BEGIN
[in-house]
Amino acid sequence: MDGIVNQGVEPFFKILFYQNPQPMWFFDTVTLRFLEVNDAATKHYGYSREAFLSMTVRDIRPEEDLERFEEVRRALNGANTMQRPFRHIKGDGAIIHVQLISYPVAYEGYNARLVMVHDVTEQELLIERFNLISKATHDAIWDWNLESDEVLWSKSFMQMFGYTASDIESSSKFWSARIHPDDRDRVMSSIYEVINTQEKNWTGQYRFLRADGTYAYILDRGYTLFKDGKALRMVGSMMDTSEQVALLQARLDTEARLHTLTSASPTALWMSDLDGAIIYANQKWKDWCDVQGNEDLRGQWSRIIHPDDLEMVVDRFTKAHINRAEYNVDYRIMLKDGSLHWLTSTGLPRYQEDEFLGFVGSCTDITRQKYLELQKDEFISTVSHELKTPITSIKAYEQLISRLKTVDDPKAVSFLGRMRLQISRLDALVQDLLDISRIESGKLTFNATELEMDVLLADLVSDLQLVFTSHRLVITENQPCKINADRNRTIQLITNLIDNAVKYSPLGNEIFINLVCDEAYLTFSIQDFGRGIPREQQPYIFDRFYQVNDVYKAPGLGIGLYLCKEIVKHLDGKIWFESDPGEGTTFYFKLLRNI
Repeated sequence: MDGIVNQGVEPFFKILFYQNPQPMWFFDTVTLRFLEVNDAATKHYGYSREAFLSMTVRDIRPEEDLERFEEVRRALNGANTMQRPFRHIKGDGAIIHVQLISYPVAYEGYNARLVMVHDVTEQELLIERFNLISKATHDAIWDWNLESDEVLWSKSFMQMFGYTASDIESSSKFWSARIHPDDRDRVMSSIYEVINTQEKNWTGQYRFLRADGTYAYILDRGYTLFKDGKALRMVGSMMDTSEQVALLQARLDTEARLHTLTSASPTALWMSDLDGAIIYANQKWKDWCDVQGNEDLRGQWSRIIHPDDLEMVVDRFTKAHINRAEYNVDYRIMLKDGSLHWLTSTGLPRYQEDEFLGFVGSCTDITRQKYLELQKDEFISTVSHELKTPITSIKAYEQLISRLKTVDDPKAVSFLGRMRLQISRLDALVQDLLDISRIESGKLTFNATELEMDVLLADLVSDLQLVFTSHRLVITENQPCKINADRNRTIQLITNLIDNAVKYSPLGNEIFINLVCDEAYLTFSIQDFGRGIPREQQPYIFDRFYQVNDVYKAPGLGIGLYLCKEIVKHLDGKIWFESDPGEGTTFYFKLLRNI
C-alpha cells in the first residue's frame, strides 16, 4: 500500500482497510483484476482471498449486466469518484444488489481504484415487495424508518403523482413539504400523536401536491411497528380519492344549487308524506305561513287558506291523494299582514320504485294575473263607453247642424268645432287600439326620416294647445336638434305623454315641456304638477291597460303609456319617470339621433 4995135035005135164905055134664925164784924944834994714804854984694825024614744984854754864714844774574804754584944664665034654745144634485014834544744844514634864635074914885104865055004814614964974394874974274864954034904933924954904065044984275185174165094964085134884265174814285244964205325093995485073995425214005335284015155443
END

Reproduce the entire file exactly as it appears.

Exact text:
[in-house]
Amino acid sequence: MDGIVNQGVEPFFKILFYQNPQPMWFFDTVTLRFLEVNDAATKHYGYSREAFLSMTVRDIRPEEDLERFEEVRRALNGANTMQRPFRHIKGDGAIIHVQLISYPVAYEGYNARLVMVHDVTEQELLIERFNLISKATHDAIWDWNLESDEVLWSKSFMQMFGYTASDIESSSKFWSARIHPDDRDRVMSSIYEVINTQEKNWTGQYRFLRADGTYAYILDRGYTLFKDGKALRMVGSMMDTSEQVALLQARLDTEARLHTLTSASPTALWMSDLDGAIIYANQKWKDWCDVQGNEDLRGQWSRIIHPDDLEMVVDRFTKAHINRAEYNVDYRIMLKDGSLHWLTSTGLPRYQEDEFLGFVGSCTDITRQKYLELQKDEFISTVSHELKTPITSIKAYEQLISRLKTVDDPKAVSFLGRMRLQISRLDALVQDLLDISRIESGKLTFNATELEMDVLLADLVSDLQLVFTSHRLVITENQPCKINADRNRTIQLITNLIDNAVKYSPLGNEIFINLVCDEAYLTFSIQDFGRGIPREQQPYIFDRFYQVNDVYKAPGLGIGLYLCKEIVKHLDGKIWFESDPGEGTTFYFKLLRNI
Repeated sequence: MDGIVNQGVEPFFKILFYQNPQPMWFFDTVTLRFLEVNDAATKHYGYSREAFLSMTVRDIRPEEDLERFEEVRRALNGANTMQRPFRHIKGDGAIIHVQLISYPVAYEGYNARLVMVHDVTEQELLIERFNLISKATHDAIWDWNLESDEVLWSKSFMQMFGYTASDIESSSKFWSARIHPDDRDRVMSSIYEVINTQEKNWTGQYRFLRADGTYAYILDRGYTLFKDGKALRMVGSMMDTSEQVALLQARLDTEARLHTLTSASPTALWMSDLDGAIIYANQKWKDWCDVQGNEDLRGQWSRIIHPDDLEMVVDRFTKAHINRAEYNVDYRIMLKDGSLHWLTSTGLPRYQEDEFLGFVGSCTDITRQKYLELQKDEFISTVSHELKTPITSIKAYEQLISRLKTVDDPKAVSFLGRMRLQISRLDALVQDLLDISRIESGKLTFNATELEMDVLLADLVSDLQLVFTSHRLVITENQPCKINADRNRTIQLITNLIDNAVKYSPLGNEIFINLVCDEAYLTFSIQDFGRGIPREQQPYIFDRFYQVNDVYKAPGLGIGLYLCKEIVKHLDGKIWFESDPGEGTTFYFKLLRNI
C-alpha cells in the first residue's frame, strides 16, 4: 500500500482497510483484476482471498449486466469518484444488489481504484415487495424508518403523482413539504400523536401536491411497528380519492344549487308524506305561513287558506291523494299582514320504485294575473263607453247642424268645432287600439326620416294647445336638434305623454315641456304638477291597460303609456319617470339621433 4995135035005135164905055134664925164784924944834994714804854984694825024614744984854754864714844774574804754584944664665034654745144634485014834544744844514634864635074914885104865055004814614964974394874974274864954034904933924954904065044984275185174165094964085134884265174814285244964205325093995485073995425214005335284015155443